Finding and proving application security vulnerabilities requires a lot of skill. However, many of them are easy to exploit. If you want to write better code, you should know how others may prey on your mistakes. We compiled a Top-10 list of web applications that were intentionally made vulnerable to Cross-site Scripting (XSS). They were created so that you can learn in practice how attackers exploit Cross-site Scripting vulnerabilities by testing your own malicious code.
The sites in this Top-10 list are practical hacking challenges or collections of such challenges. Some of them are simple and help you learn the basics of Cross-site Scripting. Others present more difficult security flaw challenges for seasoned engineers. You may use this list to practice and test your skills but you may also use it to educate others about how important it is to effectively protect code.
#1: Google XSS Game
#2: alert(1) to win
This set of challenges was created by Erling Ellingsen in 2013. Similar to the Google XSS game, it is a series of 8 increasingly difficult levels that explore different aspects of Cross-site Scripting. In general, the challenges are more difficult and require a bit more coding experience.The greatest aspect of this game is the fact that you can immediately see the results of the code that you enter and the console output. It also has a competitive aspect. When you solve a level, you can see a list of other winners and their scores. The score is based on how long the payload is. The fewer characters in your XSS, the better your position.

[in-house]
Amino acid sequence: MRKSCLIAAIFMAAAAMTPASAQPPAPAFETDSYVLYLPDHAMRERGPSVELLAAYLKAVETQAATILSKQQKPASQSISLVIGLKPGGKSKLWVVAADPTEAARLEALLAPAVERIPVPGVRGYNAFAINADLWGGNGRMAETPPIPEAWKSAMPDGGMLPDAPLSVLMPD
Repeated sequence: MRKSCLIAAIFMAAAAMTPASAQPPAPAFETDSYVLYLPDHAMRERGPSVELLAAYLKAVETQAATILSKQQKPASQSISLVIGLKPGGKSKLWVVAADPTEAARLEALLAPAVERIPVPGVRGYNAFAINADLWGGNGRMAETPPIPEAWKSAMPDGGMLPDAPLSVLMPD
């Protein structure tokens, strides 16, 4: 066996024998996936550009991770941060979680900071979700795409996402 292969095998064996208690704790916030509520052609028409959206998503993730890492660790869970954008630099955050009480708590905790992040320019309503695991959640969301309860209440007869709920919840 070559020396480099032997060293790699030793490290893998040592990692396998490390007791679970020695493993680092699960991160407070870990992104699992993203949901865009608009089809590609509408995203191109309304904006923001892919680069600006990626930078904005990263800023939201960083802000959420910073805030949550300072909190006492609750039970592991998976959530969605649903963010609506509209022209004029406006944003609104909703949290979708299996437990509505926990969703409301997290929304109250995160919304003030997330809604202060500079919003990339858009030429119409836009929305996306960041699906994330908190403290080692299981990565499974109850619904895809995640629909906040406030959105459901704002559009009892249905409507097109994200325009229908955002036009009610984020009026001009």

#3: prompt(1) to win
The security researcher from Hong Kong known as filedescriptor created this site in 2014, inspired by alert(1) to win. It contains 20 challenges (4 of them hidden) and is more difficult than the two games described above.Similar to alert(1) to win, this game also shows you the results of your actions as you type: the HTML code and the visual output. However, it does not show the console so you have to monitor errors for yourself. Note that the last levels of this challenge may prove to be impossible to beat today due to changes in browser engines.
#4: XSS Challenges by yamagata21
The set of Yamagata’s XSS challenges is one of the oldest XSS games. It goes back all the way to 2008 and it contains 19 stages starting from the most basic XSS exercise.Unlike the above challenges, this one provides no live results, no live HTML output, and no server-side source code, so you have to do all the work yourself. The page is constructed just like a real web page that is vulnerable to XSS. This also means that you need to make sure that XSS protection in your browser is turned off. Also, note that some of the stages (for example, 17 and 18) are no longer applicable and you cannot complete them because they require an old version of Internet Explorer to work.
#5: XSS Challenges by nopernik
#6: XSS Polyglot Challenge
The Polyglot Challenge, designed by filedescriptor from Hong Kong (the author of prompt(1) to win) is not for beginners. It requires you to come up with a payload that works in most contexts. The more contexts you can cover and the shorter the payload, the higher your ranking.Initially, this was a black-box challenge: the author did not disclose the contexts in which he tested the payload. Now, he lists the contexts on the page, so the challenge is easier. To be most effective, it’s best that you create these contexts on a local web server and test your payload there before submitting it.